Robert E. Palazzo, Ph.D., is the interim dean of the UAB College of Arts and Sciences effective Oct. 1.
Palazzo comes to UAB while taking a leave from Rensselaer Polytechnic Institute in Troy, N.Y., where he has been a professor of biology since 2002. Palazzo was provost of RPI from 2007 to 2011, and served as acting provost prior to that. He was the acting director and director of the Institute’s Center for Biotechnology and Interdisciplinary Studies from 2004 to 2006. Palazzo was chair of the biology department there from 2002 to 2005.
Palazzo was selected to guide the UAB College of Arts and Sciences after careful consideration, says Provost Lucas.
“We are pleased to announce the appointment of Dr. Palazzo. Through his extensive experience as an educator, researcher, leader and mentor, we believe he displays the best combination of qualities needed to lead the College during this transition,” Lucas says.
The UAB College of Arts and Sciences is home to academic disciplines that include the arts, humanities and sciences. It was created after an academic realignment commission reviewed and assessed various options for the organization of UAB’s non-medical schools in 2009.
Committed to the UAB spirit of independence and innovation, the college enables students to design their own majors, participate in undergraduate or graduate research or complete graduate degrees on a five-year fast track. Through productive partnerships, flexible curricula and a bold, interdisciplinary approach to teaching and learning, the college is preparing students for success in the ever-changing global marketplace of commerce and ideas.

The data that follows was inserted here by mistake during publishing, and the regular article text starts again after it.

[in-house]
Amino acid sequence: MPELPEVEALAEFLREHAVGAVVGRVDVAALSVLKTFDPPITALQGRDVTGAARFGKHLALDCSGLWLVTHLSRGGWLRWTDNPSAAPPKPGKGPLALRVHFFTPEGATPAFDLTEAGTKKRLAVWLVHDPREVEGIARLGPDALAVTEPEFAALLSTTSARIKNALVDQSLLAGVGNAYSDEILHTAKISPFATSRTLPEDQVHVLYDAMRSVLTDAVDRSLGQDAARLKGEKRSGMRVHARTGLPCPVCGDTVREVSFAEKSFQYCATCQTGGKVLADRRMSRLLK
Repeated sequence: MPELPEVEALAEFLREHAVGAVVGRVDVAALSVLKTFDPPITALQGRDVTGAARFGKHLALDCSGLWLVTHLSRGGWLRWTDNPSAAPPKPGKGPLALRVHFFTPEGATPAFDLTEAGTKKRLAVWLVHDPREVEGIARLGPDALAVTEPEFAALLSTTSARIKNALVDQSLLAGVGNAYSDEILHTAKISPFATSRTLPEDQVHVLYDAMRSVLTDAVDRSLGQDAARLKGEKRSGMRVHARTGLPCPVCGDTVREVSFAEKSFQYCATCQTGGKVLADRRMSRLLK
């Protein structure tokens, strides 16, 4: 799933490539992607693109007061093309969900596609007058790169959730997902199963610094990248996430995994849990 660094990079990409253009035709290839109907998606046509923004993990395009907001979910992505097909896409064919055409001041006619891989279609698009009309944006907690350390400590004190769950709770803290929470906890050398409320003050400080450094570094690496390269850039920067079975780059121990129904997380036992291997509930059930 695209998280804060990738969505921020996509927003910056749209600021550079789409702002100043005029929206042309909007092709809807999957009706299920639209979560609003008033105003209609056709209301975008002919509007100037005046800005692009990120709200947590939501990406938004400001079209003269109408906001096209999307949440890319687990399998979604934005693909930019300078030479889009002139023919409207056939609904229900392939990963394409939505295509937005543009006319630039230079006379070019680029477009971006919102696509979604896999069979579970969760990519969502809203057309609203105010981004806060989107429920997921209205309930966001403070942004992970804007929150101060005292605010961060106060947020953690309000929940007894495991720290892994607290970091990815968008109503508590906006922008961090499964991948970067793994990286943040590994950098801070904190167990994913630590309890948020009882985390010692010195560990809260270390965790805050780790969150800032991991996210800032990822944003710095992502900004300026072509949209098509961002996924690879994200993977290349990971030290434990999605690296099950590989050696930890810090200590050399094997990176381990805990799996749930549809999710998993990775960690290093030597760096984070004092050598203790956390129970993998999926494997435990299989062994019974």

Palazzo earned his doctoral degree in biological sciences at Wayne State University in 1984; he received his bachelor’s degree in biology there in 1979. He also spent a year as a research associate and completed a three-year post doctorate in the University of Virginia’s biology department.
His previous experience includes serving as a visiting professor at Harvard University Medical School and 10 years with the University of Kansas in a variety of roles, including chair of the Department of Physiology and Cell Biology and professor for the Department of Molecular Biosciences. Prior to his work in Kansas, Palazzo spent three years as an assistant scientist and principal investigator for the Marine Biological Laboratory in Woods Hole, Mass.
Palazzo is on the board of advisors for Scientific American Magazine. He is a member of the American Association for the Advancement of Science, American Society for Biochemistry and Molecular Biology, American Society for Cell Biology and a Corporation Member of the Marine Biological Laboratory. He is widely published in scientific journals.
His research interests include centrosomes and cellular organization, cell replication and cancer, fertilization and reproduction, regulation of cell motility and drug discovery.
By: Dale Turnbough